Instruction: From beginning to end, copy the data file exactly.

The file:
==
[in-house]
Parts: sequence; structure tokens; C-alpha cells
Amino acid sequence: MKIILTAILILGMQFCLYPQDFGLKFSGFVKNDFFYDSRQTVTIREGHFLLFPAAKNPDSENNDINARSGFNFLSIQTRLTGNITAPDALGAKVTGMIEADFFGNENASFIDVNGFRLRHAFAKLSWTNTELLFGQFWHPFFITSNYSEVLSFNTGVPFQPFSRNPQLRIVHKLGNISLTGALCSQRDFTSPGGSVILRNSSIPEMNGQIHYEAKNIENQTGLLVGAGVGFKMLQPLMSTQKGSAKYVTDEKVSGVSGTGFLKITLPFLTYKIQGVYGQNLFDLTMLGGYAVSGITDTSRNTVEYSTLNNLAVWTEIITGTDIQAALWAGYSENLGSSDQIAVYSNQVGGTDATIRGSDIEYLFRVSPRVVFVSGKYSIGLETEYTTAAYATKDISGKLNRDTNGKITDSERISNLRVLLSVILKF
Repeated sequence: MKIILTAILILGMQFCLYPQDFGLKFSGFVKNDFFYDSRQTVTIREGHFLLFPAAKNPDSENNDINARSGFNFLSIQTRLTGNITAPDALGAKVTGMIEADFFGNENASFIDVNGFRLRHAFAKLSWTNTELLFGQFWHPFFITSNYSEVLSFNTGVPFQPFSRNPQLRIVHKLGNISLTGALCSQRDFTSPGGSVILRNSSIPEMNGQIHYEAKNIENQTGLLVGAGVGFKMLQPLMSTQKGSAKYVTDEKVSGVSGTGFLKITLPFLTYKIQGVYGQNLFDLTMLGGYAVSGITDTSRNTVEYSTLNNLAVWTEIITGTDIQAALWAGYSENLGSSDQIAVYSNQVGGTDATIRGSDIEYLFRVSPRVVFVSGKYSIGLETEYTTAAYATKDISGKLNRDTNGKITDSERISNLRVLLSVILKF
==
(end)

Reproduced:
[in-house]
Parts: sequence; structure tokens; C-alpha cells
Amino acid sequence: MKIILTAILILGMQFCLYPQDFGLKFSGFVKNDFFYDSRQTVTIREGHFLLFPAAKNPDSENNDINARSGFNFLSIQTRLTGNITAPDALGAKVTGMIEADFFGNENASFIDVNGFRLRHAFAKLSWTNTELLFGQFWHPFFITSNYSEVLSFNTGVPFQPFSRNPQLRIVHKLGNISLTGALCSQRDFTSPGGSVILRNSSIPEMNGQIHYEAKNIENQTGLLVGAGVGFKMLQPLMSTQKGSAKYVTDEKVSGVSGTGFLKITLPFLTYKIQGVYGQNLFDLTMLGGYAVSGITDTSRNTVEYSTLNNLAVWTEIITGTDIQAALWAGYSENLGSSDQIAVYSNQVGGTDATIRGSDIEYLFRVSPRVVFVSGKYSIGLETEYTTAAYATKDISGKLNRDTNGKITDSERISNLRVLLSVILKF
Repeated sequence: MKIILTAILILGMQFCLYPQDFGLKFSGFVKNDFFYDSRQTVTIREGHFLLFPAAKNPDSENNDINARSGFNFLSIQTRLTGNITAPDALGAKVTGMIEADFFGNENASFIDVNGFRLRHAFAKLSWTNTELLFGQFWHPFFITSNYSEVLSFNTGVPFQPFSRNPQLRIVHKLGNISLTGALCSQRDFTSPGGSVILRNSSIPEMNGQIHYEAKNIENQTGLLVGAGVGFKMLQPLMSTQKGSAKYVTDEKVSGVSGTGFLKITLPFLTYKIQGVYGQNLFDLTMLGGYAVSGITDTSRNTVEYSTLNNLAVWTEIITGTDIQAALWAGYSENLGSSDQIAVYSNQVGGTDATIRGSDIEYLFRVSPRVVFVSGKYSIGLETEYTTAAYATKDISGKLNRDTNGKITDSERISNLRVLLSVILKF